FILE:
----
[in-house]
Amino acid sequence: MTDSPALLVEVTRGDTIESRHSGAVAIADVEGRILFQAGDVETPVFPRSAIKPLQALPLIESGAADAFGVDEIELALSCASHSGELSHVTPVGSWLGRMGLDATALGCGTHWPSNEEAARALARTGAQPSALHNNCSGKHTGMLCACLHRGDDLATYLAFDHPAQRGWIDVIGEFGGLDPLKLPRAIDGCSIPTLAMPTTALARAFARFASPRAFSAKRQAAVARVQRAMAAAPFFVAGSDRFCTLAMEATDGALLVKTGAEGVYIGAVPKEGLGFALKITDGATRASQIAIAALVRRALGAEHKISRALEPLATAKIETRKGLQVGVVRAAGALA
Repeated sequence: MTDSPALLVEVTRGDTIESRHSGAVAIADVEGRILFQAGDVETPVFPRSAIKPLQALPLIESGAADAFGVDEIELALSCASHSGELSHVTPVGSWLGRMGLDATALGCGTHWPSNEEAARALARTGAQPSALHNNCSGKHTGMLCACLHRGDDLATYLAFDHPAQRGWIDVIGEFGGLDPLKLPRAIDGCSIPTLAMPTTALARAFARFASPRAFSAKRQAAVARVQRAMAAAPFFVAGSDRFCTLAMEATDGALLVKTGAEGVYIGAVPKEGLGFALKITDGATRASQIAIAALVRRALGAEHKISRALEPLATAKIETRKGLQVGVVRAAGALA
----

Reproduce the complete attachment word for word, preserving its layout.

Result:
[in-house]
Amino acid sequence: MTDSPALLVEVTRGDTIESRHSGAVAIADVEGRILFQAGDVETPVFPRSAIKPLQALPLIESGAADAFGVDEIELALSCASHSGELSHVTPVGSWLGRMGLDATALGCGTHWPSNEEAARALARTGAQPSALHNNCSGKHTGMLCACLHRGDDLATYLAFDHPAQRGWIDVIGEFGGLDPLKLPRAIDGCSIPTLAMPTTALARAFARFASPRAFSAKRQAAVARVQRAMAAAPFFVAGSDRFCTLAMEATDGALLVKTGAEGVYIGAVPKEGLGFALKITDGATRASQIAIAALVRRALGAEHKISRALEPLATAKIETRKGLQVGVVRAAGALA
Repeated sequence: MTDSPALLVEVTRGDTIESRHSGAVAIADVEGRILFQAGDVETPVFPRSAIKPLQALPLIESGAADAFGVDEIELALSCASHSGELSHVTPVGSWLGRMGLDATALGCGTHWPSNEEAARALARTGAQPSALHNNCSGKHTGMLCACLHRGDDLATYLAFDHPAQRGWIDVIGEFGGLDPLKLPRAIDGCSIPTLAMPTTALARAFARFASPRAFSAKRQAAVARVQRAMAAAPFFVAGSDRFCTLAMEATDGALLVKTGAEGVYIGAVPKEGLGFALKITDGATRASQIAIAALVRRALGAEHKISRALEPLATAKIETRKGLQVGVVRAAGALA